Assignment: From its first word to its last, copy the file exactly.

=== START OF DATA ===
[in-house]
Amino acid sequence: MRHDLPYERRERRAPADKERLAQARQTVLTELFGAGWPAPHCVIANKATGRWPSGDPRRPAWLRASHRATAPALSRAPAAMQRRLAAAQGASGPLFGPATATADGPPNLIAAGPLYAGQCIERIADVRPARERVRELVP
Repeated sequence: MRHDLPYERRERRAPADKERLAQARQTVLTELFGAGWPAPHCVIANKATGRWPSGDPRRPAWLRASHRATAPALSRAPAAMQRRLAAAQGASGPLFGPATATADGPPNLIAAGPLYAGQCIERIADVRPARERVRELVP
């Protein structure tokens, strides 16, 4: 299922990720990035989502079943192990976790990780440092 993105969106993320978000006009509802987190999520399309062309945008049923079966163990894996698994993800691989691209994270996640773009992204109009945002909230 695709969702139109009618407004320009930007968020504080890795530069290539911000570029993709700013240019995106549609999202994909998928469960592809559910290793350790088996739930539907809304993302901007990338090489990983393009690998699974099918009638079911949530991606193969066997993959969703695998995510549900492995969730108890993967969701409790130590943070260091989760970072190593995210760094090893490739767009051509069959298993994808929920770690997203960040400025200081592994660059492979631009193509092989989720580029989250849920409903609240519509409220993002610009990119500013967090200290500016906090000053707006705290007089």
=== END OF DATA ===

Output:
[in-house]
Amino acid sequence: MRHDLPYERRERRAPADKERLAQARQTVLTELFGAGWPAPHCVIANKATGRWPSGDPRRPAWLRASHRATAPALSRAPAAMQRRLAAAQGASGPLFGPATATADGPPNLIAAGPLYAGQCIERIADVRPARERVRELVP
Repeated sequence: MRHDLPYERRERRAPADKERLAQARQTVLTELFGAGWPAPHCVIANKATGRWPSGDPRRPAWLRASHRATAPALSRAPAAMQRRLAAAQGASGPLFGPATATADGPPNLIAAGPLYAGQCIERIADVRPARERVRELVP
């Protein structure tokens, strides 16, 4: 299922990720990035989502079943192990976790990780440092 993105969106993320978000006009509802987190999520399309062309945008049923079966163990894996698994993800691989691209994270996640773009992204109009945002909230 695709969702139109009618407004320009930007968020504080890795530069290539911000570029993709700013240019995106549609999202994909998928469960592809559910290793350790088996739930539907809304993302901007990338090489990983393009690998699974099918009638079911949530991606193969066997993959969703695998995510549900492995969730108890993967969701409790130590943070260091989760970072190593995210760094090893490739767009051509069959298993994808929920770690997203960040400025200081592994660059492979631009193509092989989720580029989250849920409903609240519509409220993002610009990119500013967090200290500016906090000053707006705290007089």